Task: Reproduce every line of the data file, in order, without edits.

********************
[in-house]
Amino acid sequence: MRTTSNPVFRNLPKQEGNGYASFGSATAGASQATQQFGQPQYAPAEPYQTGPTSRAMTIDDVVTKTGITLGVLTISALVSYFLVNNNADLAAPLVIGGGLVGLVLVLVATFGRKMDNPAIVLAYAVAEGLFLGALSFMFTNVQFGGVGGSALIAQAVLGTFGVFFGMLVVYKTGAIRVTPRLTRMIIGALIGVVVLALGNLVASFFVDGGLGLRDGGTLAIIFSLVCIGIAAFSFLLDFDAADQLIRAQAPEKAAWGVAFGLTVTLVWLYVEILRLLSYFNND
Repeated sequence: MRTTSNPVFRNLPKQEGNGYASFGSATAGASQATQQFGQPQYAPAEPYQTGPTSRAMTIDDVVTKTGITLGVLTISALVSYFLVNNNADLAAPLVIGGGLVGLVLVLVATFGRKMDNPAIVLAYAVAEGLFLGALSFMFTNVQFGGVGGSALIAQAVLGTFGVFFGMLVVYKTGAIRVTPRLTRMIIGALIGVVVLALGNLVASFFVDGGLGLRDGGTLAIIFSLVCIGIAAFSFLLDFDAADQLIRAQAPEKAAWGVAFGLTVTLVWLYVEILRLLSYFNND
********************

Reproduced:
[in-house]
Amino acid sequence: MRTTSNPVFRNLPKQEGNGYASFGSATAGASQATQQFGQPQYAPAEPYQTGPTSRAMTIDDVVTKTGITLGVLTISALVSYFLVNNNADLAAPLVIGGGLVGLVLVLVATFGRKMDNPAIVLAYAVAEGLFLGALSFMFTNVQFGGVGGSALIAQAVLGTFGVFFGMLVVYKTGAIRVTPRLTRMIIGALIGVVVLALGNLVASFFVDGGLGLRDGGTLAIIFSLVCIGIAAFSFLLDFDAADQLIRAQAPEKAAWGVAFGLTVTLVWLYVEILRLLSYFNND
Repeated sequence: MRTTSNPVFRNLPKQEGNGYASFGSATAGASQATQQFGQPQYAPAEPYQTGPTSRAMTIDDVVTKTGITLGVLTISALVSYFLVNNNADLAAPLVIGGGLVGLVLVLVATFGRKMDNPAIVLAYAVAEGLFLGALSFMFTNVQFGGVGGSALIAQAVLGTFGVFFGMLVVYKTGAIRVTPRLTRMIIGALIGVVVLALGNLVASFFVDGGLGLRDGGTLAIIFSLVCIGIAAFSFLLDFDAADQLIRAQAPEKAAWGVAFGLTVTLVWLYVEILRLLSYFNND